The shredded paper sensory bin for the messy win.
The shredded paper sensory bin will always the messiest sensory bin I do. People expect it to be Jello or mud but no, tiny shreds of paper is the messiest… but it’s also one of the best(est).
I know sensory bins get a messy bad reputation – and this one deserves it (it’s still the best and hopefully you’ll stick around).
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Messy, yes. Awesome, double yes.
Let’s get the record straight on the shredded paper sensory bin. It is 100% the messiest sensory bin I do with my kids…
But it also holds the Busy Toddler Record for LONGEST sustained sensory play at nearly 2 straight hours.
So yes, it’s a mess.
But it’s a mess with purpose, learning, and play and that is a mess that I am FINE WITH.
The shredded paper sensory bin is also the cleanest mess...
There is 100% a difference between a sticky Jello sensory bin mess, that can stain and ruin my carpet VS a “clean mess” like the shredded paper bin… which is just a vacuum away from clean.
All it takes is a quick run of my Dyson through this mess (or using my Shop Van) to take care of this mess.
I’m not worried the paper is going to ruin my carpet.
I’m not worried about how to get it off my kids’ clothing.
It’s a clean mess.
Here’s how this shredded paper bin looked at my house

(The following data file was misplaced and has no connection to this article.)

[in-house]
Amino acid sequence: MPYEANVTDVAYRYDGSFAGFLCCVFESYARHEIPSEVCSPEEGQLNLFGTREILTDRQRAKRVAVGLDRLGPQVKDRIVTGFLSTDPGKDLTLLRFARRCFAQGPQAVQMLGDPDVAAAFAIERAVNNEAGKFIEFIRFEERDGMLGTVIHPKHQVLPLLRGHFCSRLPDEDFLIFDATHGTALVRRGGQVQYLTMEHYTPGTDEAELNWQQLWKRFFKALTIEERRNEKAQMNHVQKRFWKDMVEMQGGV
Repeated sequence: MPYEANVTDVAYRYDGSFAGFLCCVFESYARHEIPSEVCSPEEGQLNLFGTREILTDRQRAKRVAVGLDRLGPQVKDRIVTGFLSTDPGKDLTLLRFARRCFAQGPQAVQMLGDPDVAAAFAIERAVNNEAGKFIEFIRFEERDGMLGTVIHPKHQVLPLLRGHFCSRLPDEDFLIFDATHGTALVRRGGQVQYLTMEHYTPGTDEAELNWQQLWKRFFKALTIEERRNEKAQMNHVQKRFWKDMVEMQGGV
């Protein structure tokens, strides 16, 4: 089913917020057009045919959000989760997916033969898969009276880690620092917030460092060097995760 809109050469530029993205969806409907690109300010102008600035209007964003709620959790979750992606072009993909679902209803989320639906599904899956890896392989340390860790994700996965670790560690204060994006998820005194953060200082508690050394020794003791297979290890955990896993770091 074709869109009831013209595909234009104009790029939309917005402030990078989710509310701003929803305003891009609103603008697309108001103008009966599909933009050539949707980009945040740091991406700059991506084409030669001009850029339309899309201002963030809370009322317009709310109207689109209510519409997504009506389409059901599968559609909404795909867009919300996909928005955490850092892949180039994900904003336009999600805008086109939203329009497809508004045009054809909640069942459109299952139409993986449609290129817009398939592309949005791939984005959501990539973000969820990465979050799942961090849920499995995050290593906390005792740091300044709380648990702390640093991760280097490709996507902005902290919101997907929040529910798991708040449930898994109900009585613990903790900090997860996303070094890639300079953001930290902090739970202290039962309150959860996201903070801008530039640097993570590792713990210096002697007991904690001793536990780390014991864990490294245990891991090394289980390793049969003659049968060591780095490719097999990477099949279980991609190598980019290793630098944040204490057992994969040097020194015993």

I brought inside our blue plastic kiddie pool – we rarely use that thing for water anyways. It’s more of a giant sensory bin.
I drug it into the living room and filled it full of the paper from our paper shredded.
Epic and awesome. Right in our house.
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I added in some toys for fun
To get this party started, I tossed in our Paw Patrols pups and vehicles.
Nothing says “Let’s party” like their favorite pups.
You can add just about anything into your shredding paper sensory bin – dinosaurs and construction trucks have been our previous jam.
The truth is: anything goes here.
The shredded paper bin is one of those epic, anything goes, type activities.
Let the kids have free range. Let them take the lead.
One tip for maintaining some balance – set boundaries
Use this activity as a chance to practice setting boundaries.
For my kids, I said:
- No throwing the paper
- Stay in this one room
AND THEY DID.
Why? Because they know I’m serious, they know they’ll lose the chance to play, they know I don’t play around.
The paper can’t be thrown and it has to stay somewhat contained.
RELATED: Read more about how sensory bins promote self-control skills in kids.
Look past the mess and see the fun
Yes, this is going to be messy. Yes, it’s going to look a bit crazy.
But it is a memory. It is fun. It is moments of giggles to carry you through the days when the house isn’t as loud any more.
And that my friends is always worth a vacuum up for me.